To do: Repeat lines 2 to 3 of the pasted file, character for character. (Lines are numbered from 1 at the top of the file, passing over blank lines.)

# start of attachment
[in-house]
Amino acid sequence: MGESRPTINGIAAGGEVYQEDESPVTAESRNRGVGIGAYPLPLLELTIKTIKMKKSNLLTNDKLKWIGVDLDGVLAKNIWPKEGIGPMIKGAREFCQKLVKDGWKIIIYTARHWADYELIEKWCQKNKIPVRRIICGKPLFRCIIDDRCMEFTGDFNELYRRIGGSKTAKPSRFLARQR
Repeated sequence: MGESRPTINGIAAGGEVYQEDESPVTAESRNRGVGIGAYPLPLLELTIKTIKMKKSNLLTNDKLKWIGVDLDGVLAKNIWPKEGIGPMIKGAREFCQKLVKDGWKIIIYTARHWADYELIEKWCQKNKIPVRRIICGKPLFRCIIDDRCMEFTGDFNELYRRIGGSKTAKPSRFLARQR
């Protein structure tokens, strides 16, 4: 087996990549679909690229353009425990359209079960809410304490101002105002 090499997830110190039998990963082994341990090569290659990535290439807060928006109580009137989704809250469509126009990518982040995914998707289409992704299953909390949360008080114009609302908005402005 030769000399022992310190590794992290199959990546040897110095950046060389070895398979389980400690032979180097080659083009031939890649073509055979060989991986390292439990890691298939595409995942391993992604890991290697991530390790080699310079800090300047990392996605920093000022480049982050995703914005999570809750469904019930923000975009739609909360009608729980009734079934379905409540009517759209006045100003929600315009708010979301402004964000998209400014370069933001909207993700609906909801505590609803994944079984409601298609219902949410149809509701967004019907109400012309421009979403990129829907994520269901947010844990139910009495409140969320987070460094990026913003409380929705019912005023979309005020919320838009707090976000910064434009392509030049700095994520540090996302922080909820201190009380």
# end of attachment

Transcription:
Amino acid sequence: MGESRPTINGIAAGGEVYQEDESPVTAESRNRGVGIGAYPLPLLELTIKTIKMKKSNLLTNDKLKWIGVDLDGVLAKNIWPKEGIGPMIKGAREFCQKLVKDGWKIIIYTARHWADYELIEKWCQKNKIPVRRIICGKPLFRCIIDDRCMEFTGDFNELYRRIGGSKTAKPSRFLARQR
Repeated sequence: MGESRPTINGIAAGGEVYQEDESPVTAESRNRGVGIGAYPLPLLELTIKTIKMKKSNLLTNDKLKWIGVDLDGVLAKNIWPKEGIGPMIKGAREFCQKLVKDGWKIIIYTARHWADYELIEKWCQKNKIPVRRIICGKPLFRCIIDDRCMEFTGDFNELYRRIGGSKTAKPSRFLARQR